By Isabel Wang and Frances Yue
U.S. stock indexes closed at their highest levels since early May on Wednesday, after July’s headline consumer price index showed inflation slowing, due largely to lower energy prices, and potentially easing the burden on the Federal Reserve’s monetary policy.
How are stock indexes trading
The Dow Jones Industrial Average /zigman2/quotes/210598065/realtime DJIA +3.13% finished 535.10 points higher, or 1.6% to 33,309.51.
The S&P 500 /zigman2/quotes/210599714/realtime SPX +3.04% advanced 87.77 points, or 2.1% to close at 4,210.24.
The Nasdaq Composite /zigman2/quotes/210598365/realtime COMP +2.71% rallied 360.88 points, or 2.9% to 12,854.80.
On Tuesday , the Dow Jones Industrial Average fell 0.2% to 32774, the S&P 500 declined 0.4% to 4122 — its fourth-straight losing session — and the Nasdaq Composite dropped 1.2%, to 12493, its third consecutive drop.
What’s driving markets
The consumer price index was unchanged in July, compared with the 1.3% gain in the prior month, according to the Labor Department. The rate of inflation in the 12 months ended in July slowed to 8.5% from a 41-year high of 9.1% in June.
The closely-watched core measure of inflation that omits volatile food and energy prices rose 0.3% in July, a slower pace than a 0.7% gain in the prior month. The 12-month rate remained steady at 5.9%.
“A number of components that people have been flagging as being potentially problematic and keeping inflation persistent at high levels, started to show some easing,” Stephen Hoedt, managing director at equity and fixed income research at Key Private Bank, said in an interview. Hoedt cited a slowdown in the rise of the owners’ equivalent rent index and medical care index in July.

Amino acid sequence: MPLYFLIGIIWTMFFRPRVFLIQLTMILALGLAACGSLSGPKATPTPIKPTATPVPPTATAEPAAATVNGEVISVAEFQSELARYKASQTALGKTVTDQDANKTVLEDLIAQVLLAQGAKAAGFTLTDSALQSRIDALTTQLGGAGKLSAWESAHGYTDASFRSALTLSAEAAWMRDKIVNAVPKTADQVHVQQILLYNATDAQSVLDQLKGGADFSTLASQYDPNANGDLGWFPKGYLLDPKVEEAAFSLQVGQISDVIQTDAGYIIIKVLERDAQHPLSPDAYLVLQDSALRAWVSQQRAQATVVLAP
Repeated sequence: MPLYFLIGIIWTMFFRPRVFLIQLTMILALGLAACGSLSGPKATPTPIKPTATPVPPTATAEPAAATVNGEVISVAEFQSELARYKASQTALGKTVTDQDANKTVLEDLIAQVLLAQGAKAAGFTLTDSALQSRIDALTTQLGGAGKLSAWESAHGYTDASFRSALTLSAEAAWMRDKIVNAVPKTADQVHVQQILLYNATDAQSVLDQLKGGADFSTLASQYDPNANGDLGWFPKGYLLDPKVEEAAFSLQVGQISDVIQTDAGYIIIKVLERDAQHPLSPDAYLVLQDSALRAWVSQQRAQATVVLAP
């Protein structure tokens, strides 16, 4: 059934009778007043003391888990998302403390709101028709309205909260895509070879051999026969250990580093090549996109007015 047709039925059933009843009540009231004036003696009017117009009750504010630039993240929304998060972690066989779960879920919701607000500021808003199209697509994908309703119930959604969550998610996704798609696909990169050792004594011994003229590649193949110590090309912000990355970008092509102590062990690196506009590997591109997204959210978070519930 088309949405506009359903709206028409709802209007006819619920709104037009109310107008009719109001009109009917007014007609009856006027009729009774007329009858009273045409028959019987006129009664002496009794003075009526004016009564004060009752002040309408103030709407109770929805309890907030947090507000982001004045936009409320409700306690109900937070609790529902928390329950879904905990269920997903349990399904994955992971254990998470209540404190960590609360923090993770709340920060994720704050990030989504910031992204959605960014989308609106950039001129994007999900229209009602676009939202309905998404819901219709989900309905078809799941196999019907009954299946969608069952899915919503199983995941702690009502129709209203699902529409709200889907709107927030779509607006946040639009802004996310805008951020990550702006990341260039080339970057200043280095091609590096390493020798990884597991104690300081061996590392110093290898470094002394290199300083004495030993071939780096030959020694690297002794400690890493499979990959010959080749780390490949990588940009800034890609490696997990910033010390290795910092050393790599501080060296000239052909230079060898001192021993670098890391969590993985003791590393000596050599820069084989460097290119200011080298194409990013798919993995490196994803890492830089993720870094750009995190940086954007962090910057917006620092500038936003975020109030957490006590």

“I really do think that that opens the possibility to the Fed considering 50 basis point hikes instead of 75,” Hoedt said.
The Federal Reserve will consider the data ahead of its September 20-21 policy meeting where it is expected to raise its benchmark interest rate again.
Following the release of July inflation data, Fed funds futures are now pricing in higher odds of a 50 basis point interest rate hike from the Fed in September, a dramatic shift from just a day ago.
However, although the inflation data moderated a bit on the back of falling gasoline prices , some analysts still believe it’s running at a worryingly high rate as both shelter and food costs rose significantly. Shelter costs, which make up about one-third of the CPI weighting, rose 5.7% over the past 12 months.
“The persistence of still solid inflation data witnessed today, when combined with last week’s strong labor market data, and perhaps especially the still solid wage gains, places Fed policymakers firmly on the path toward continuation of aggressive tightening,” wrote Rick Rieder, chief investment officer of global fixed income at BlackRock Inc.’s and head of the BlackRock global allocation investment team, in an emailed comment. He believed the FOMC will stick with another 75 basis point hike at the September meeting, the third such substantial hike in a row.
See : Stock-market investors cheer July inflation data. Big-name firms like Pimco and BlackRock aren’t so sure.